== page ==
Indeed, his latest triumph occurred last month, when his heavily collaborative seventh album, “Battle of the Sexes,” debuted at No. 1, his fourth chart-topping entry. Yet only a week later, the celebratory afterglow had dissipated.
His “Chelsea Lately” segment doesn’t tape for another 20 minutes, but Bridges is already on autopilot. It’s hard to blame him: He’s at the tail end of a cross-country tour supporting the Black Eyed Peas, and seems to be operating within a “Groundhog Day"-type existence.
Every day is essentially the same: a regimented itinerary studded with early wake-up calls, abrasive radio DJs asking about Bieber, talk show appearances, scripts to read (his William Morris Agency representative will badger him later about the newest batch), and concerts or studio sessions at night. The cycle is so wearying that just to catch an extra half-hour of sleep at night, he’ll often park his RV next to wherever he’s slated to appear the next morning.
Consequently, his polite but nonchalant answers rarely extend beyond a sentence. When asked what the public doesn’t know about him, he recommends reading the “25 Things You Don’t Know About Me” feature that he did for Us magazine. (Apparently, he likes hot sauce on his scrambled eggs, Syrah red wine and would want X-ray vision if he were a superhero.)
One gathers the impression that for a man whose label is called Disturbing Tha Peace, Bridges is almost disturbingly normal — as much as possible when you own a private jet and your own line of cognac.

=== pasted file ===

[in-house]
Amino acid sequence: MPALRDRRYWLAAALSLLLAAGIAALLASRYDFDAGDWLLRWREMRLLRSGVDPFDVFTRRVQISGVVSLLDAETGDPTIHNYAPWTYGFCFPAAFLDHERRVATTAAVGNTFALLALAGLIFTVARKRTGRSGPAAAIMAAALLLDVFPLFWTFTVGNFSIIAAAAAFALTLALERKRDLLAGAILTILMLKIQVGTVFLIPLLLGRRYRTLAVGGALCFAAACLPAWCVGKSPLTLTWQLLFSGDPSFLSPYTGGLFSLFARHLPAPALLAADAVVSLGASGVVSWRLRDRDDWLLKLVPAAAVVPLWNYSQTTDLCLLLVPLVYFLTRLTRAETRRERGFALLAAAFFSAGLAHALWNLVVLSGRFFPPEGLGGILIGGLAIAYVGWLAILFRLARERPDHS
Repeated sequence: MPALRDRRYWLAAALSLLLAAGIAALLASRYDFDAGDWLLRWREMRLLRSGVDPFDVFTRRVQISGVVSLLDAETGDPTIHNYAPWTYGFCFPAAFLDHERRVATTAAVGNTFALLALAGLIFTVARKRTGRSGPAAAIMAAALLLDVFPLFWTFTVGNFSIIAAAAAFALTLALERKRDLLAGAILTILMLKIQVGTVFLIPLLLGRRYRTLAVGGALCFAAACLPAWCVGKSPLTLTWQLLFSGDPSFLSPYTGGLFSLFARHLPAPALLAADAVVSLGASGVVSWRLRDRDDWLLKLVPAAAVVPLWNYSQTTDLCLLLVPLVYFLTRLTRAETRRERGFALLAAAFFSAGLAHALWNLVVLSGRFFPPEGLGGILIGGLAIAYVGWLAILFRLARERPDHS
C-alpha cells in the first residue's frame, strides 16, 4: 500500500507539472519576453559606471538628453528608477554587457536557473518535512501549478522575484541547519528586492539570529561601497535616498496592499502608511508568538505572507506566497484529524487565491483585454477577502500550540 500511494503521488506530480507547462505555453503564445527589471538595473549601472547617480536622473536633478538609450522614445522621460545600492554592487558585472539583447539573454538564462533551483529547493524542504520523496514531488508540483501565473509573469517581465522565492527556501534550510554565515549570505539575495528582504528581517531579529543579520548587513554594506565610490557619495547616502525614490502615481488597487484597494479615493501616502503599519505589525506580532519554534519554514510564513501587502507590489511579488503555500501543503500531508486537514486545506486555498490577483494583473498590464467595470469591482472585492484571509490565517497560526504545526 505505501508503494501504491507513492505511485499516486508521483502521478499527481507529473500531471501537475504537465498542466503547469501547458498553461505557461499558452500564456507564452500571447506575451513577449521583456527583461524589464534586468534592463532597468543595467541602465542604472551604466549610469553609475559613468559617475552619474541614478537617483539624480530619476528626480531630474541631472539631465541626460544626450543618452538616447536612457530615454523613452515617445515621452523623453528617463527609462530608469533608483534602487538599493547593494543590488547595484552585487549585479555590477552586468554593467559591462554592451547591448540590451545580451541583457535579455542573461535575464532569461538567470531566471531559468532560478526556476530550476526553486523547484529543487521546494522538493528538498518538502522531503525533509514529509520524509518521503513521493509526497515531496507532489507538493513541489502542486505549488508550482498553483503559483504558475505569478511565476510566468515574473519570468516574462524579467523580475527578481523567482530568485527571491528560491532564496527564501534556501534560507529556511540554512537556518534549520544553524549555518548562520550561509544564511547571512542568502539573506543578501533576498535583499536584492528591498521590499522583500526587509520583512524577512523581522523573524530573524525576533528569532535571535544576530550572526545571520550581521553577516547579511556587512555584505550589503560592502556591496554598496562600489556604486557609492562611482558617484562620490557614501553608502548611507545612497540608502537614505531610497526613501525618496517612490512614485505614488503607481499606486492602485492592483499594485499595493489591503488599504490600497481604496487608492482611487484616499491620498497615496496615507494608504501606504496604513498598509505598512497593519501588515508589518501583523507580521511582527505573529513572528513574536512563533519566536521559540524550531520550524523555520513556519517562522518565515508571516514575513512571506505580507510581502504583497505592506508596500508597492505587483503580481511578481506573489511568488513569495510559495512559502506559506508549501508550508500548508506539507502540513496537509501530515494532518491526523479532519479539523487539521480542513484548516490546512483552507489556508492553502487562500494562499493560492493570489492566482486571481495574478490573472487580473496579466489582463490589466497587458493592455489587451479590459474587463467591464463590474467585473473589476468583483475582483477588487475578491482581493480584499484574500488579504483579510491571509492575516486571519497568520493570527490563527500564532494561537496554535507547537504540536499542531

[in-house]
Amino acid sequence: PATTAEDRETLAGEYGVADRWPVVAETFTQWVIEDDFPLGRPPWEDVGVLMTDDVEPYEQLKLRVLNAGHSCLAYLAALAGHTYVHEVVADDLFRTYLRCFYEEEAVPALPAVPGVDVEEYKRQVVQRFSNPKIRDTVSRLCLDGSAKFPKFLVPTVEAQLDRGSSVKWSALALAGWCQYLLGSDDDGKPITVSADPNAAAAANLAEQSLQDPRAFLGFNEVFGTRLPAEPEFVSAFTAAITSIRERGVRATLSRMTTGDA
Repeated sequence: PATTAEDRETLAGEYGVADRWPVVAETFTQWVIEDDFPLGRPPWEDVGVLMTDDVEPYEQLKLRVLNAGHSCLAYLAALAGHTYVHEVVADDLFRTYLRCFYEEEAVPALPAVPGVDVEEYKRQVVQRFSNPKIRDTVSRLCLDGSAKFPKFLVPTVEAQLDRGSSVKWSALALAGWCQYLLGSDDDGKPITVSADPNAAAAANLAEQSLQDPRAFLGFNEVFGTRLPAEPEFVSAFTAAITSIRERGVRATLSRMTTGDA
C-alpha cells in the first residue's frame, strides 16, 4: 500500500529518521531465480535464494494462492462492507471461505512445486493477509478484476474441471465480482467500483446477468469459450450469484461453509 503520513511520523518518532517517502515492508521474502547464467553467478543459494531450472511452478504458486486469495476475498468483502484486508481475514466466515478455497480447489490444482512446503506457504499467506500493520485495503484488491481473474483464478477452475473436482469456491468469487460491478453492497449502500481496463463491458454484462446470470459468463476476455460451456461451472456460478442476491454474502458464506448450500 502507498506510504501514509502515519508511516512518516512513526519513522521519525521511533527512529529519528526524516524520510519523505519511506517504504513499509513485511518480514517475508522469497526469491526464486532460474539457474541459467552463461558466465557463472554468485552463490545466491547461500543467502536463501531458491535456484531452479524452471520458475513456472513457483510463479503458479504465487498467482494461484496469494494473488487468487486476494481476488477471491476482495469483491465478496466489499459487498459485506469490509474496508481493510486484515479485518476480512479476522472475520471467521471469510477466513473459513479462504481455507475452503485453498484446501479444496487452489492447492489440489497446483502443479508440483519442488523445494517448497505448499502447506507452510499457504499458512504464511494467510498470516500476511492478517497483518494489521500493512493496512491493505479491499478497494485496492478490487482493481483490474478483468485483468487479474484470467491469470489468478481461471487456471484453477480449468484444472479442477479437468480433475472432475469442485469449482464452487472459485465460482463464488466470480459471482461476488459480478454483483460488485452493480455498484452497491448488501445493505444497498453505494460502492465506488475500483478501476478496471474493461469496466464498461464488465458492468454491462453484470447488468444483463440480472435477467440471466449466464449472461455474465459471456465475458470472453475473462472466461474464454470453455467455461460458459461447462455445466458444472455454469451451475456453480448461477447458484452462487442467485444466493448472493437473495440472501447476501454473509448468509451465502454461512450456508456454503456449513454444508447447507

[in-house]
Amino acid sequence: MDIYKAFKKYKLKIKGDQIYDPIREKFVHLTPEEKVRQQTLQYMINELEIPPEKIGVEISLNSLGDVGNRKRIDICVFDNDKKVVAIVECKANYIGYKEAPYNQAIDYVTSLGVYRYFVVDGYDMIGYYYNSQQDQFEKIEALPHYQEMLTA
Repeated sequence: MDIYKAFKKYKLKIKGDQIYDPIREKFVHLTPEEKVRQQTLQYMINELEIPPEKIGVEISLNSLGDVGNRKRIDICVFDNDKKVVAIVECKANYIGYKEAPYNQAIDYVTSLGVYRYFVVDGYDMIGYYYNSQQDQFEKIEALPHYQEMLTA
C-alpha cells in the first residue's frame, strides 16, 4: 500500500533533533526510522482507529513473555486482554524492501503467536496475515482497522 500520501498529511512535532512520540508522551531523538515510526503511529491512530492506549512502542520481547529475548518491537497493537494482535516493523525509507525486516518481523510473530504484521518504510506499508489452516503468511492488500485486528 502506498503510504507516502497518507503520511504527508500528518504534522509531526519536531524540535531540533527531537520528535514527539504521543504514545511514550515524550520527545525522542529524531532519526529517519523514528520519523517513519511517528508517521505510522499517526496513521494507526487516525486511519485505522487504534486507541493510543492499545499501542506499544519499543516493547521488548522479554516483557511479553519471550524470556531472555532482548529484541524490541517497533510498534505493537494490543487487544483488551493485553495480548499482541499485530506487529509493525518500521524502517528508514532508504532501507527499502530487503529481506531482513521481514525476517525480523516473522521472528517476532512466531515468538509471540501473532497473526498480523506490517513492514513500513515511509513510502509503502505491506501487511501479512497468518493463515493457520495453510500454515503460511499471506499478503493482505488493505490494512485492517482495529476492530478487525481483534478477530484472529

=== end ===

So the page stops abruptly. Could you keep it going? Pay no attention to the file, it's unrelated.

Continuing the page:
“Every morning, I ask how I do this every day. When I thought the Gorillaz were going to win the No. 1 spot, I went into overdrive: radio call-ins, CD signings, kissing babies,” Bridges said. “It has to do with how hard you’re willing to work for yourself. I couldn’t do this for anyone else.”
When asked if he ever takes a break for vacation, his bodyguard Andre laughs and confirms Bridges’ mad-scientist work ethic: “We’ve been on the road for 10 or 11 months a year for the last 6 1/2 years.”
But when the cameras roll, the soft-spoken Bridges transforms into the character who once referred to himself as “the abominable ho-man”: flirting with Handler, attempting to convert her from vodka to his Conjure cognac, telling her “you like everything but your liquor dark.”
From there, Bridges bounces from radio appearance to radio appearance, charming the over-caffeinated personalities and program directors with Conjure in his hand, ready with a perfect sales pitch (he learned how to blend it himself in Cognac, France). You can see why Hollywood has sought him out. He’s well rehearsed but never forced, changing from Chris Bridges to Ludacris as easily as he does into the leather jacket and tangerine-sized diamond earrings he puts on to perform that night at Staples Center.
But it’s really only then that he seems truly in his element, running through a 45-minute set of continuous hits, voice ricocheting off the cheap seats, with the mischievous energy of a rambunctious third-grader. It’s actually not that hard to figure out the difference between Ludacris and Chris Bridges. He lets you know.